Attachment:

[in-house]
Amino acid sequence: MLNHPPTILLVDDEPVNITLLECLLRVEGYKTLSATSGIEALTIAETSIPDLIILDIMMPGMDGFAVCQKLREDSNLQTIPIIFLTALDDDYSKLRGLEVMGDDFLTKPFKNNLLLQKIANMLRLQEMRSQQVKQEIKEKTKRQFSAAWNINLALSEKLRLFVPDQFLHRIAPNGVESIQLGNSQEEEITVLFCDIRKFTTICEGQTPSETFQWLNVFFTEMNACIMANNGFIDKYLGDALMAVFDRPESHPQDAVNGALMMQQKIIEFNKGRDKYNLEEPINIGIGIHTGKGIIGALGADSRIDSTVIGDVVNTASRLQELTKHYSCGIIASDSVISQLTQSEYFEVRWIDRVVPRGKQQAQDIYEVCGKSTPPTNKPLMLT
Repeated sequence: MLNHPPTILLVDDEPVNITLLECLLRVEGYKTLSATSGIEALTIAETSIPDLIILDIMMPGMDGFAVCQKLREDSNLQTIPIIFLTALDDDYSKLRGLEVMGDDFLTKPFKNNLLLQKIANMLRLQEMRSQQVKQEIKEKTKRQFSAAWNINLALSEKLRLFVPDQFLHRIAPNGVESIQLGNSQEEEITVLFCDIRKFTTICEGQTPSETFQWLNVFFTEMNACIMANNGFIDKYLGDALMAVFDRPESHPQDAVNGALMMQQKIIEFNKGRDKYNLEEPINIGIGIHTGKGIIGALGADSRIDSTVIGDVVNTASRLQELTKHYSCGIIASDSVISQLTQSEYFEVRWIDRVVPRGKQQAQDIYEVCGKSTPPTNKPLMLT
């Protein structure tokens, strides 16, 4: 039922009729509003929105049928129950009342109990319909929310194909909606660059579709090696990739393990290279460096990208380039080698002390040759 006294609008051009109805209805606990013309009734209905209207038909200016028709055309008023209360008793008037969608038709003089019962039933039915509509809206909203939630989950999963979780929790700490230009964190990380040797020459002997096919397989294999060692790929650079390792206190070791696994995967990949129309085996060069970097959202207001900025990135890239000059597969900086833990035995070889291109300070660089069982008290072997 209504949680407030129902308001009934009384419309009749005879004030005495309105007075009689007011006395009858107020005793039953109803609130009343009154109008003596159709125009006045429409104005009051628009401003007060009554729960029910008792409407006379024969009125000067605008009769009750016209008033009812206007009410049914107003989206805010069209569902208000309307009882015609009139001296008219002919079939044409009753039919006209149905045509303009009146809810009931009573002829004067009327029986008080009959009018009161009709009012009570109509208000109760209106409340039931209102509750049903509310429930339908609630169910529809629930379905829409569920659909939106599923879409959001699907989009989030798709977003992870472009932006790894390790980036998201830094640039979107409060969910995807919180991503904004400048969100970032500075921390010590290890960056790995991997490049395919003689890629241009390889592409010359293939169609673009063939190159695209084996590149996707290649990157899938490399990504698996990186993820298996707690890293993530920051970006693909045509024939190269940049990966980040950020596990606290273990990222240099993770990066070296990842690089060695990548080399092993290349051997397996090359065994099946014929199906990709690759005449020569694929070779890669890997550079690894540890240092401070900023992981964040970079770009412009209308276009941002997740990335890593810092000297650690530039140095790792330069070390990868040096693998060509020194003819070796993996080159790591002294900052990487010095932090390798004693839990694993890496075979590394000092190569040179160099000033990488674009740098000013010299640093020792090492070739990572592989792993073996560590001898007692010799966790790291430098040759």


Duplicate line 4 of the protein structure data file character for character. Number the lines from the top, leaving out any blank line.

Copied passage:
């Protein structure tokens, strides 16, 4: 039922009729509003929105049928129950009342109990319909929310194909909606660059579709090696990739393990290279460096990208380039080698002390040759 006294609008051009109805209805606990013309009734209905209207038909200016028709055309008023209360008793008037969608038709003089019962039933039915509509809206909203939630989950999963979780929790700490230009964190990380040797020459002997096919397989294999060692790929650079390792206190070791696994995967990949129309085996060069970097959202207001900025990135890239000059597969900086833990035995070889291109300070660089069982008290072997 209504949680407030129902308001009934009384419309009749005879004030005495309105007075009689007011006395009858107020005793039953109803609130009343009154109008003596159709125009006045429409104005009051628009401003007060009554729960029910008792409407006379024969009125000067605008009769009750016209008033009812206007009410049914107003989206805010069209569902208000309307009882015609009139001296008219002919079939044409009753039919006209149905045509303009009146809810009931009573002829004067009327029986008080009959009018009161009709009012009570109509208000109760209106409340039931209102509750049903509310429930339908609630169910529809629930379905829409569920659909939106599923879409959001699907989009989030798709977003992870472009932006790894390790980036998201830094640039979107409060969910995807919180991503904004400048969100970032500075921390010590290890960056790995991997490049395919003689890629241009390889592409010359293939169609673009063939190159695209084996590149996707290649990157899938490399990504698996990186993820298996707690890293993530920051970006693909045509024939190269940049990966980040950020596990606290273990990222240099993770990066070296990842690089060695990548080399092993290349051997397996090359065994099946014929199906990709690759005449020569694929070779890669890997550079690894540890240092401070900023992981964040970079770009412009209308276009941002997740990335890593810092000297650690530039140095790792330069070390990868040096693998060509020194003819070796993996080159790591002294900052990487010095932090390798004693839990694993890496075979590394000092190569040179160099000033990488674009740098000013010299640093020792090492070739990572592989792993073996560590001898007692010799966790790291430098040759």